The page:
boom


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boom

1
1. the cry of certain animals, esp the bittern
2. Economics a period of high economic growth characterized by rising wages, profits, and prices, full employment, and high levels of investment, trade, and other economic activity

boom

2
1. Nautical a spar to which a sail is fastened to control its position relative to the wind
2. a beam or spar pivoting at the foot of the mast of a derrick, controlling the distance from the mast at which a load is lifted or lowered
3. a pole, usually extensible, carrying an overhead microphone and projected over a film or television set
4. a barrier across a waterway, usually consisting of a chain of connected floating logs, to confine free-floating logs, protect a harbour from attack, etc

Boom

A cantilevered or projecting structural member, such as a beam or spar, which is used to support, hoist, or move a load.

Boom

 

(1) Speculative short-term growth of capitalist industry and trade. A boom is characterized by an increase in prices of goods and in the rate of exchange of securities, raging stock market speculation, and so on. In imperialist countries booms are closely linked with the arms race.

(2) In a figurative sense, excessive and unfounded (artificially created) excitement over some measure, event, person, and so forth; a ballyhoo or sensation.

boom

[büm]
(communications)
A movable mechanical support, usually in a television or motion picture studio, to suspend a microphone within range of the performers but above the field of view of the camera.
(engineering)
A row of joined floating timbers that extend across a river or enclose an area of water for the purpose of keeping saw logs together.
A temporary floating barrier launched on a body of water to contain material, for example, an oil spill.
A structure consisting of joined floating logs placed in a stream to retard the flow.
(mechanical engineering)
A movable steel arm installed on certain types of cranes or derricks to support hoisting lines that must carry loads.
(naval architecture)
A spar attached to a mast or kingpost of a ship carrying cargo-hoisting gear.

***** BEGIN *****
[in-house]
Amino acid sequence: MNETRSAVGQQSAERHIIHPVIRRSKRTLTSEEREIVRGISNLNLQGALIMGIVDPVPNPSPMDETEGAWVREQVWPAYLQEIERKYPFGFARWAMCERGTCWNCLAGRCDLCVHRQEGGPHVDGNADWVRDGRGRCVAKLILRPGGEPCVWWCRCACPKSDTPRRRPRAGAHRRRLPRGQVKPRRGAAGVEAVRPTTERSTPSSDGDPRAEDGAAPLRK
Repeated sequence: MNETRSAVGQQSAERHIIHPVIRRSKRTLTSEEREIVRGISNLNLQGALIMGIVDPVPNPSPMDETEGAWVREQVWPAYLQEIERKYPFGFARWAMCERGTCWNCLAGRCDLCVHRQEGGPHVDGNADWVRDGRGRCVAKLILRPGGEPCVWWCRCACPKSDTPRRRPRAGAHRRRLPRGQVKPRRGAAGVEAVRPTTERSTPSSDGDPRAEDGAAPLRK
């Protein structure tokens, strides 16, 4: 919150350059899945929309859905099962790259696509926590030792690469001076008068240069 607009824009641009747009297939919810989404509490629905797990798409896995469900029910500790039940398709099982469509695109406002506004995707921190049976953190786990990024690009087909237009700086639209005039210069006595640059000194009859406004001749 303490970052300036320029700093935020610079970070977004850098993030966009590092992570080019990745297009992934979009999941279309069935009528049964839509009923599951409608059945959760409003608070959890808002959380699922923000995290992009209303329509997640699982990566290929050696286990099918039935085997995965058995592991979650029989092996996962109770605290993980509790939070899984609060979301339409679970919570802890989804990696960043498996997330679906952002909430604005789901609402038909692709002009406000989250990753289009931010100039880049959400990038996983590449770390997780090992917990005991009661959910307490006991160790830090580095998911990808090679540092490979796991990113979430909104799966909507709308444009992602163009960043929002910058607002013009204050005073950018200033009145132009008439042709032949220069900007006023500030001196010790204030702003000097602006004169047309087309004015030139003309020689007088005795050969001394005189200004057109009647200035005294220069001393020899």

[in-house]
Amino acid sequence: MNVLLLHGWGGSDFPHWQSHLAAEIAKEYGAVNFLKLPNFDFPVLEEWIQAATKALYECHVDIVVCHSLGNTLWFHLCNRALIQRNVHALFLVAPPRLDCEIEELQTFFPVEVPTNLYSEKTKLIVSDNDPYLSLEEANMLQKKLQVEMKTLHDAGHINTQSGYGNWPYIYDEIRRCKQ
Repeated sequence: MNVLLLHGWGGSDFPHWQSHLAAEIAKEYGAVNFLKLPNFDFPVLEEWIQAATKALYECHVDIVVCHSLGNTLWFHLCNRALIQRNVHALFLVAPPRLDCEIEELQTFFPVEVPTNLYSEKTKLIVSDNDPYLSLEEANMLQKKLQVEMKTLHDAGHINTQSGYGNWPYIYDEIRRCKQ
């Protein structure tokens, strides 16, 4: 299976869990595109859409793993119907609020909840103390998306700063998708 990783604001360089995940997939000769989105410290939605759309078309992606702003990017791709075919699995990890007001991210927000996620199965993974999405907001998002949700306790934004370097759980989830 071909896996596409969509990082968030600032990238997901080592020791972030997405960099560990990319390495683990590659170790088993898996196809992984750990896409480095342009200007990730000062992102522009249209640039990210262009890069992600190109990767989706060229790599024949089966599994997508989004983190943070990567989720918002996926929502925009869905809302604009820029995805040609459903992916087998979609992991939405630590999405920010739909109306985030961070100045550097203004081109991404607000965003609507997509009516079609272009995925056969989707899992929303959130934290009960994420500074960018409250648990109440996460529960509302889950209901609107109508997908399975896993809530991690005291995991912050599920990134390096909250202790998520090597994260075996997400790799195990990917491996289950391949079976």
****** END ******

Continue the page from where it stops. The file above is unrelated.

A spar upon which the lower side of a sail is bent.

boom

1. A cantilevered or projecting structural member (such as a beam or spar) which is used to support, hoist, or move a load.
2. The projecting member at the front of a crane or derrick which is used for this purpose.

boom

boom
boom
boom
i. A rigid telescopic tube steered by aerodynamic controls to mate with the receptacle of receiver aircraft in air-to-air refueling.
ii. Any long and substantially tubular portion of structure linking major parts of an aircraft like the tail to the wing or in helicopters linking the tail rotor to the fuselage.
iii. A sonic boom, or sound, heard whenever an aircraft flying at speeds above or equal to the speed of sound passes in the near vicinity.
iv. A horizontal support for the elements of a directional antenna.
References in periodicals archive ?
As the first employee wellness program to focus on consistency and momentum in developing healthier habits, Sonic Boom delivers the most customizable variety of energizing wellness activities to helps employees build sustainably healthier lifestyles.
Chapter Two Manufacturing Technology of Boom Lift 2.
As far as we're concerned, the Boom Booster passed the test with flying colours," added Sanders.
The Low-Profile Sprocket is compatible with the following trencher booms in greasable and/or sealed designs:
In its last financial year to the end of May, Boom Pictures, , which has its headquarters in Cardiff, generated revenues of PS28.
The LR 13000 reaches its maximum boom length with the single main boom and the luffing jib.
met Al Boom in detention and claimed that he could provide him with Dh1 billion from a local bank to settle his financial claims.
According to a report published on Governor Crist's website on May 27, so far 259,950 feet of boom had been deployed and 12,600 feet were staged.
Detailed information about the Toon Boom Pilot Production Program can be found online at: toonboom.
As the cone spreads across the landscape along the flight path, there is a continuous sonic boom along the full width of the cone's base.
Singer, songwriter and keyboard player Alexander and The Boom Boom Band - which consists of guitarist Billy Loosigian, bass player Severin Grossman and drummer David McLean - will be at Ralph's Chadwick Square Diner in Worcester on Saturday, which, remarkably, is the first time the group has been in the club that has long been synonymous with eclectic, punk-bred music.
In its wake is an industry in post 9/11 turmoil, where it's more common for an airline to go bust than boom.